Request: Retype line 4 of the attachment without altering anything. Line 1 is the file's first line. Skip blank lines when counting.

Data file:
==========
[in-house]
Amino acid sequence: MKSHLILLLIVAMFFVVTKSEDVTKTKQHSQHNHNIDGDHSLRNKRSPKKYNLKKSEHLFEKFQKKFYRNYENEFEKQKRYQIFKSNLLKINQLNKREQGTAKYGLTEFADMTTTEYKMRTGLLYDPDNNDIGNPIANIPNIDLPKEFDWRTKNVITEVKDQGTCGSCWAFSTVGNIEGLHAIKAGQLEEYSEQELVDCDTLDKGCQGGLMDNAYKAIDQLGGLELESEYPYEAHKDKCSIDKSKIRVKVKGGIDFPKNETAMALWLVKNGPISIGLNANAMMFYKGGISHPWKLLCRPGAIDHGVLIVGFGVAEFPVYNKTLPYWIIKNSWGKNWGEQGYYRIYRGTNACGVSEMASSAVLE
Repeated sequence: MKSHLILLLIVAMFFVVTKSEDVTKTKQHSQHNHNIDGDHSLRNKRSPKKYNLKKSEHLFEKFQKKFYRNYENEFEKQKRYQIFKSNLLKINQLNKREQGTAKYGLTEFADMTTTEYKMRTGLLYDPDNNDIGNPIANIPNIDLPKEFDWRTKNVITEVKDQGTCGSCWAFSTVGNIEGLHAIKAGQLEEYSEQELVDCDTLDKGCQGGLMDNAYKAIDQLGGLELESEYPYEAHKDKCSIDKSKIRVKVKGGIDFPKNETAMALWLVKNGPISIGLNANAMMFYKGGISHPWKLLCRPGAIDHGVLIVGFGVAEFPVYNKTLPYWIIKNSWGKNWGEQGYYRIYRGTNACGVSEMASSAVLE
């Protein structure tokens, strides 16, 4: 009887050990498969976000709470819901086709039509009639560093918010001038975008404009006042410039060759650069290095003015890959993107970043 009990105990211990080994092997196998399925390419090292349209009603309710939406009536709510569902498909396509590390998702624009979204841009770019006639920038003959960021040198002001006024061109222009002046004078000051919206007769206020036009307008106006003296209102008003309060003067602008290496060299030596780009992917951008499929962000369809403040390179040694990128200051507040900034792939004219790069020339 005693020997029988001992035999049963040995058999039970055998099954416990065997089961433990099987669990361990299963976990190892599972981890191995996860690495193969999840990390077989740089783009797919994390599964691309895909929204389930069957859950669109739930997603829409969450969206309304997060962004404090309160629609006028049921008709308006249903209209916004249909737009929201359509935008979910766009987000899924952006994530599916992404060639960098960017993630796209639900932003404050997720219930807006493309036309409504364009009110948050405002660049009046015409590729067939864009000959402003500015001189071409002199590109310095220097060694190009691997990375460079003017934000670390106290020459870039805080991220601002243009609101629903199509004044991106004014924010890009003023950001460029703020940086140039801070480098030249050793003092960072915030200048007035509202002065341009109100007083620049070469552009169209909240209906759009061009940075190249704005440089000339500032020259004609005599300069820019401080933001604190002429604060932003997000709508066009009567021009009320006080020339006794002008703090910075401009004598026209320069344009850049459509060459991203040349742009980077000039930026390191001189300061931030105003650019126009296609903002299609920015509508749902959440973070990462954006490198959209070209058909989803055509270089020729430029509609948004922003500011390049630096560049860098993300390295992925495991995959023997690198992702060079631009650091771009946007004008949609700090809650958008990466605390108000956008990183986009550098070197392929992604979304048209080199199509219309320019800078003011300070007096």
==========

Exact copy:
């Protein structure tokens, strides 16, 4: 009887050990498969976000709470819901086709039509009639560093918010001038975008404009006042410039060759650069290095003015890959993107970043 009990105990211990080994092997196998399925390419090292349209009603309710939406009536709510569902498909396509590390998702624009979204841009770019006639920038003959960021040198002001006024061109222009002046004078000051919206007769206020036009307008106006003296209102008003309060003067602008290496060299030596780009992917951008499929962000369809403040390179040694990128200051507040900034792939004219790069020339 005693020997029988001992035999049963040995058999039970055998099954416990065997089961433990099987669990361990299963976990190892599972981890191995996860690495193969999840990390077989740089783009797919994390599964691309895909929204389930069957859950669109739930997603829409969450969206309304997060962004404090309160629609006028049921008709308006249903209209916004249909737009929201359509935008979910766009987000899924952006994530599916992404060639960098960017993630796209639900932003404050997720219930807006493309036309409504364009009110948050405002660049009046015409590729067939864009000959402003500015001189071409002199590109310095220097060694190009691997990375460079003017934000670390106290020459870039805080991220601002243009609101629903199509004044991106004014924010890009003023950001460029703020940086140039801070480098030249050793003092960072915030200048007035509202002065341009109100007083620049070469552009169209909240209906759009061009940075190249704005440089000339500032020259004609005599300069820019401080933001604190002429604060932003997000709508066009009567021009009320006080020339006794002008703090910075401009004598026209320069344009850049459509060459991203040349742009980077000039930026390191001189300061931030105003650019126009296609903002299609920015509508749902959440973070990462954006490198959209070209058909989803055509270089020729430029509609948004922003500011390049630096560049860098993300390295992925495991995959023997690198992702060079631009650091771009946007004008949609700090809650958008990466605390108000956008990183986009550098070197392929992604979304048209080199199509219309320019800078003011300070007096």